Two goat breeds and two nutritional management systems were used in this trial. Thirty six (36) recently kidded does (18 Boer goats and 18 indigenous rural goats) were available for the research. The investigation was conducted between seven (7) and hundred (100) days post-partum interval. Half (n = 9) the Boer goat does and half (n = 9) the indigenous does were allocated randomly within breed to an extensive (veld) feeding treatment, and the other half per breed to an intensive (high energy) feeding treatment (Table 1).
The goats does were adapted to the diet for two weeks prior to the trial period. During the experimental period, clear fresh water was always available ad libitum. These goats were fed a pelleted lamb-ram-ewe diet (Senwesco Feeds Ltd) in a paddock (Table 1), while the extensive treatment groups were allowed to graze freely on natural pastures. This pasture was at Paradys University experimental farm. In this farm, no supplementary feed was provided to these groups except water. This is despite the poor veld condition caused by the cold winter season (an average of 10ºC) and low humidity. The pastures consisted of 80% red grass (Themeda triandra), 15% of a species of finger grass (Digitaria eriantha) and weeping love grass (Eragrostis species) and 5% of other minor species. In this group, feed intake could not be measured. Water was freely available to all the animals.
Blood samples (10 mL) were collected weekly from five (n = 5) different animals per breed per feeding system. These samples were taken by jugular vein puncture using vacutainers and needles. The serum was recovered by centrifuging the blood for 15 min at 2500 r.p.m. Serum was aspirated and stored at -18 ºC until the assay for serum progesterone concentration could be performed. Progesterone concentration was determined using a Gamma Coat TM  progesterone radioimmunoassay kit (Sorin Diagnostics, France). The mean serum progesterone levels were analysed using the one-way ANOVA with treatments in a 2 x 2 factorial design. This data analysis was carried out using the General Linear Models Procedures of SAS (1991).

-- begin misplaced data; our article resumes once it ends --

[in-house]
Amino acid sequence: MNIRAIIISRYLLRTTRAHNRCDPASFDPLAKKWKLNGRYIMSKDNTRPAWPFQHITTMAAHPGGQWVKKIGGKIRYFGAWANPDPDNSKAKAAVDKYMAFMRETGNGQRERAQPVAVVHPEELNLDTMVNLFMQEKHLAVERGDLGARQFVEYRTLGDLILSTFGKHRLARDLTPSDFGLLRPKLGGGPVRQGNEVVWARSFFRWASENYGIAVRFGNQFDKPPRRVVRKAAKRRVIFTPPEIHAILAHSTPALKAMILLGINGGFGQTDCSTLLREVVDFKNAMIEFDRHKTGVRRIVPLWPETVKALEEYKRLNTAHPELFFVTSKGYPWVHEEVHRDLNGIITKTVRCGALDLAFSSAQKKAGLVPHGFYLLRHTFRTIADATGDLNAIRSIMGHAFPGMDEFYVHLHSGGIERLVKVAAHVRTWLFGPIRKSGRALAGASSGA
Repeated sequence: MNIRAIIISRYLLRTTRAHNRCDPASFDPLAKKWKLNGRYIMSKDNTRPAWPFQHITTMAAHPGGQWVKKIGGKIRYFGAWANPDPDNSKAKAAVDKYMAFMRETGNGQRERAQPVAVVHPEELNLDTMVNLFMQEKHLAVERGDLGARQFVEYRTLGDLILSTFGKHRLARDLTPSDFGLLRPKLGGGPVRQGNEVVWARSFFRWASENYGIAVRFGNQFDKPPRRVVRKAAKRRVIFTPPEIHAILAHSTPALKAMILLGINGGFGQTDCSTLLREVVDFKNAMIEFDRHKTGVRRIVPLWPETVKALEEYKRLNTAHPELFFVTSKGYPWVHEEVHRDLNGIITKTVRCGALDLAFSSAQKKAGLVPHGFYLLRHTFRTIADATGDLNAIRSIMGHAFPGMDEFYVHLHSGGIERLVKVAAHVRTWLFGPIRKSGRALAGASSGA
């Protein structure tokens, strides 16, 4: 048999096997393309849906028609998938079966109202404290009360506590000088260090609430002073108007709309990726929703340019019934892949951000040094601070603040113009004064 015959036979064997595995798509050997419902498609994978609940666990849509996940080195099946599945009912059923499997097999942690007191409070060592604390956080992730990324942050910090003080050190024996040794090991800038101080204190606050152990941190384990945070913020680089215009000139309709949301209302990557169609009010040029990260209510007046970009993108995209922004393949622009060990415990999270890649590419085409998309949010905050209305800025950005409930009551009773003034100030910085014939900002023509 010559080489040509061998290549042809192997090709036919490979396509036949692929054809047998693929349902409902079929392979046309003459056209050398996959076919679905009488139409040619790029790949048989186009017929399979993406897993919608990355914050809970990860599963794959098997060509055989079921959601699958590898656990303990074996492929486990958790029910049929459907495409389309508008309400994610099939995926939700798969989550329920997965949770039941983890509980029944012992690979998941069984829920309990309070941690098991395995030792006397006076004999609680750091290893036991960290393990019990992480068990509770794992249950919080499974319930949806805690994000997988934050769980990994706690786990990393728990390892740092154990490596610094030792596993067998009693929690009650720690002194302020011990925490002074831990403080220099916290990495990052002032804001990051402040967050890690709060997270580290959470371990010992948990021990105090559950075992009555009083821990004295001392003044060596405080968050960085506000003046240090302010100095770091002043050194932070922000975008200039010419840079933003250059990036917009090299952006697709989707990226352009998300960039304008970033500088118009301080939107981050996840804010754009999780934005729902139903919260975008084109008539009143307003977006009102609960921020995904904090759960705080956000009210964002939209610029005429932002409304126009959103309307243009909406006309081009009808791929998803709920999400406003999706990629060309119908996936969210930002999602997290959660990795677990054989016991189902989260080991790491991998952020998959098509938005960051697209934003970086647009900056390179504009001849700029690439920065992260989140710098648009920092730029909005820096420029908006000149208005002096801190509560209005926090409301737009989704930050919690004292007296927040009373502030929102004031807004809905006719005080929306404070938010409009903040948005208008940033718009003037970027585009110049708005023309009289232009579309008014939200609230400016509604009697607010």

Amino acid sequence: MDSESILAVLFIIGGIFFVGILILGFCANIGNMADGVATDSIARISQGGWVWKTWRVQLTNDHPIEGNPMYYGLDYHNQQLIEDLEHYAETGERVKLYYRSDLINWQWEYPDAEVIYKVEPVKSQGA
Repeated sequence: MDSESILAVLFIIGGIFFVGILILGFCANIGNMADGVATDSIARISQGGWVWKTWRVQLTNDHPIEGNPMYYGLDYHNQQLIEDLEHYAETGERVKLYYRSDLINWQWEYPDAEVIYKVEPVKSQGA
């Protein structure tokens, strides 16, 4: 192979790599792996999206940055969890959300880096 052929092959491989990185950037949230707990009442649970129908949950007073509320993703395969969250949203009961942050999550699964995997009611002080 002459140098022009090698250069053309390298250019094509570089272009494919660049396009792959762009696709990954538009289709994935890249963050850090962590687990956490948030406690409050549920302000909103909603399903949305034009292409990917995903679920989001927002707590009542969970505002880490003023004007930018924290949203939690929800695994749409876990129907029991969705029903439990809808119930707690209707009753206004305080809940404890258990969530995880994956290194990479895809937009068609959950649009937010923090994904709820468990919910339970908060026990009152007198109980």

Results and Discussion
The determination of serum progesterone concentrations in the post-partum goats revealed the mean progesterone concentration to vary according to breed and nutritional environment. Table 2 and Figure 1 clearly indicated that the serum progesterone concentration of the Boer goat does (intensive group) was higher than that of all the other treatment groups during the early lactation (Week 3) and mid-lactation post-partum (Week 7) periods. The serum progesterone concentration for the Boer goat does that were intensively fed, increased after peak lactation, which was found to be an indication of sexual activity due to corpus luteum or ovarian activity (progesterone secretion). It was also found that the serum progesterone concentrations for this group declined with a decrease in feed intake. These results are in agreement with the studies done by Barnicoat et al. (1949), Peart (1967; 1968) and Green et al. (2005) who found similar results during lactation.
It can be stated that ovarian activity of the Boer goat does (intensive fed group) was suppressed by high milk production until two weeks after peak lactation (Table 3). All the breeds in the extensive environment, where energy intake was limited, exhibited low levels of serum progesterone concentrations and consequently maintained high levels of anoestrus. The indigenous goats (intensive group) showed the most elevated serum progesterone concentration one week before the end of the observation period (Week 11). This elevation in the serum progesterone level coincided with the occurrence of minimum milk yield (Table 3). This implies that during the period when milk yield increased, more energy was partitioned for milk production than for ovarian activities (Bauman et al., 1980).
All Indigenous does regardless of their nutritional treatment had low serum progesterone levels compared to the counterpart. This might be as a result of the different genetic constitution of the two breeds. Table 4 shows that these breeds also differ significantly in terms of their live weight gains (P <0.05), indicating that the same feed regimen has different physiological effect on different breed production and reproductive activities. In this trial, only live weight, feed intake and serum progesterone were measured. The body conditions scores of does were extrapolated from their live weight measurements.
For both the extensive groups the mean peak serum progesterone values recorded were less than 0.2 ng/mL. Large variations in progesterone concentration were recorded within and between breeds and nutritional regimens. The results indicated that the ovarian activity remained low in the extensive groups throughout the observation period. It could be concluded that the nutritional regimen plays a significant role in ensuring high ovarian activities and furthermore, that the higher mean serum progesterone concentrations in the Boer goat indicate an earlier and higher oestrus activity post-partum compared to the indigenous does. It is, therefore, important that the extension officers or mentors be taught about the impact of the breed and nutritional regimen on the ovarian activity and reproductive efficiency in general and the critical time for the farmers and/or rural stock owners to provide supplementary ration to their lactating does in order to ensure optimal cyclic activities.
The authors would like to thank the Department of Animal, Wildlife & Grassland Sciences at the University of the Free State and the National Research Foundation (NRF) for supporting the project.